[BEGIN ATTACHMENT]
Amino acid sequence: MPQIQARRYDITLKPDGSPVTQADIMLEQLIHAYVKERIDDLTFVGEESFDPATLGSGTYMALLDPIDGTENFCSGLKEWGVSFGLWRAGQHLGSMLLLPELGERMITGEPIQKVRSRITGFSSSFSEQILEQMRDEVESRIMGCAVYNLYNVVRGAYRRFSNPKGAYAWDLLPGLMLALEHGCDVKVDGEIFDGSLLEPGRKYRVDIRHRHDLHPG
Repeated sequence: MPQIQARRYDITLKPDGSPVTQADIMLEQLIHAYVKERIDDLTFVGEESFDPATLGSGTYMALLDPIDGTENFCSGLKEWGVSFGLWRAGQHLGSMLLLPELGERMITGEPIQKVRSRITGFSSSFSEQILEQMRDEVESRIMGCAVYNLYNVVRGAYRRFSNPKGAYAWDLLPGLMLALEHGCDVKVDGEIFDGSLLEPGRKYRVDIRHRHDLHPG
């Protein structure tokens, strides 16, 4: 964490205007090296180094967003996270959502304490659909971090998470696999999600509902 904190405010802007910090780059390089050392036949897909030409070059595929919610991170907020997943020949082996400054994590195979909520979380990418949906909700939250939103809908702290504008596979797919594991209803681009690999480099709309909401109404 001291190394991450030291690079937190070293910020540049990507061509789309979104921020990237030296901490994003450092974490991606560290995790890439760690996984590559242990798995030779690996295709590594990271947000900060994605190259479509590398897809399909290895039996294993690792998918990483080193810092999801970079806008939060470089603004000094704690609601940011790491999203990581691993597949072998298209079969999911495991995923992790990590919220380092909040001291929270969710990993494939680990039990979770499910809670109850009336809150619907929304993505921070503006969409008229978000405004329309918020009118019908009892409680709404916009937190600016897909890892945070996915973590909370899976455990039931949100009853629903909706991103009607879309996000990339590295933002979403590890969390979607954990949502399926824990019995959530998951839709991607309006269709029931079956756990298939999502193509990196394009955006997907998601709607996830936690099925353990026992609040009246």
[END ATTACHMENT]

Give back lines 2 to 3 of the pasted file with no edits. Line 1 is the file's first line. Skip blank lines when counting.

Repeated sequence: MPQIQARRYDITLKPDGSPVTQADIMLEQLIHAYVKERIDDLTFVGEESFDPATLGSGTYMALLDPIDGTENFCSGLKEWGVSFGLWRAGQHLGSMLLLPELGERMITGEPIQKVRSRITGFSSSFSEQILEQMRDEVESRIMGCAVYNLYNVVRGAYRRFSNPKGAYAWDLLPGLMLALEHGCDVKVDGEIFDGSLLEPGRKYRVDIRHRHDLHPG
């Protein structure tokens, strides 16, 4: 964490205007090296180094967003996270959502304490659909971090998470696999999600509902 904190405010802007910090780059390089050392036949897909030409070059595929919610991170907020997943020949082996400054994590195979909520979380990418949906909700939250939103809908702290504008596979797919594991209803681009690999480099709309909401109404 001291190394991450030291690079937190070293910020540049990507061509789309979104921020990237030296901490994003450092974490991606560290995790890439760690996984590559242990798995030779690996295709590594990271947000900060994605190259479509590398897809399909290895039996294993690792998918990483080193810092999801970079806008939060470089603004000094704690609601940011790491999203990581691993597949072998298209079969999911495991995923992790990590919220380092909040001291929270969710990993494939680990039990979770499910809670109850009336809150619907929304993505921070503006969409008229978000405004329309918020009118019908009892409680709404916009937190600016897909890892945070996915973590909370899976455990039931949100009853629903909706991103009607879309996000990339590295933002979403590890969390979607954990949502399926824990019995959530998951839709991607309006269709029931079956756990298939999502193509990196394009955006997907998601709607996830936690099925353990026992609040009246």